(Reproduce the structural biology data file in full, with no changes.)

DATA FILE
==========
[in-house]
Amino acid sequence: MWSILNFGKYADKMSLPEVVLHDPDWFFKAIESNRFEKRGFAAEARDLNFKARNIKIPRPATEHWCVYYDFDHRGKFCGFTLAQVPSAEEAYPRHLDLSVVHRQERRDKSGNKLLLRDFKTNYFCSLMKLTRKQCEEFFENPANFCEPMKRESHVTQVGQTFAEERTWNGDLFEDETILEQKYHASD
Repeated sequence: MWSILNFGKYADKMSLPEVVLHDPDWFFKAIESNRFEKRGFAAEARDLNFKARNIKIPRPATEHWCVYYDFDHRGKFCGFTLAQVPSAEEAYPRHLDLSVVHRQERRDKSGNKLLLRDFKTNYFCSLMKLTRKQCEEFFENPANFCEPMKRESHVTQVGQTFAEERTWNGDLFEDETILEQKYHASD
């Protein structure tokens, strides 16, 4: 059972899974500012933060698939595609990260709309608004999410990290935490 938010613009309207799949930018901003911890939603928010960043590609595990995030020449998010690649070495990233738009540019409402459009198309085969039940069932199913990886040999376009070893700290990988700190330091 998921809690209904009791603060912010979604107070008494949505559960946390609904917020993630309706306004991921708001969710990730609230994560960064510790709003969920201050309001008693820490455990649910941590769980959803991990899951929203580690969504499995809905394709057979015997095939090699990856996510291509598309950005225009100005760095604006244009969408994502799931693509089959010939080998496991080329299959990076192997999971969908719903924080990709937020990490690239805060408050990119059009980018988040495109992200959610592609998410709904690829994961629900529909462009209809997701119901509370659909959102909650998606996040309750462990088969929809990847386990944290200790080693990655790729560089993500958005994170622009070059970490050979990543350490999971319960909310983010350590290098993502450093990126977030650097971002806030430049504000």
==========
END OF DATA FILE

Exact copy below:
[in-house]
Amino acid sequence: MWSILNFGKYADKMSLPEVVLHDPDWFFKAIESNRFEKRGFAAEARDLNFKARNIKIPRPATEHWCVYYDFDHRGKFCGFTLAQVPSAEEAYPRHLDLSVVHRQERRDKSGNKLLLRDFKTNYFCSLMKLTRKQCEEFFENPANFCEPMKRESHVTQVGQTFAEERTWNGDLFEDETILEQKYHASD
Repeated sequence: MWSILNFGKYADKMSLPEVVLHDPDWFFKAIESNRFEKRGFAAEARDLNFKARNIKIPRPATEHWCVYYDFDHRGKFCGFTLAQVPSAEEAYPRHLDLSVVHRQERRDKSGNKLLLRDFKTNYFCSLMKLTRKQCEEFFENPANFCEPMKRESHVTQVGQTFAEERTWNGDLFEDETILEQKYHASD
């Protein structure tokens, strides 16, 4: 059972899974500012933060698939595609990260709309608004999410990290935490 938010613009309207799949930018901003911890939603928010960043590609595990995030020449998010690649070495990233738009540019409402459009198309085969039940069932199913990886040999376009070893700290990988700190330091 998921809690209904009791603060912010979604107070008494949505559960946390609904917020993630309706306004991921708001969710990730609230994560960064510790709003969920201050309001008693820490455990649910941590769980959803991990899951929203580690969504499995809905394709057979015997095939090699990856996510291509598309950005225009100005760095604006244009969408994502799931693509089959010939080998496991080329299959990076192997999971969908719903924080990709937020990490690239805060408050990119059009980018988040495109992200959610592609998410709904690829994961629900529909462009209809997701119901509370659909959102909650998606996040309750462990088969929809990847386990944290200790080693990655790729560089993500958005994170622009070059970490050979990543350490999971319960909310983010350590290098993502450093990126977030650097971002806030430049504000």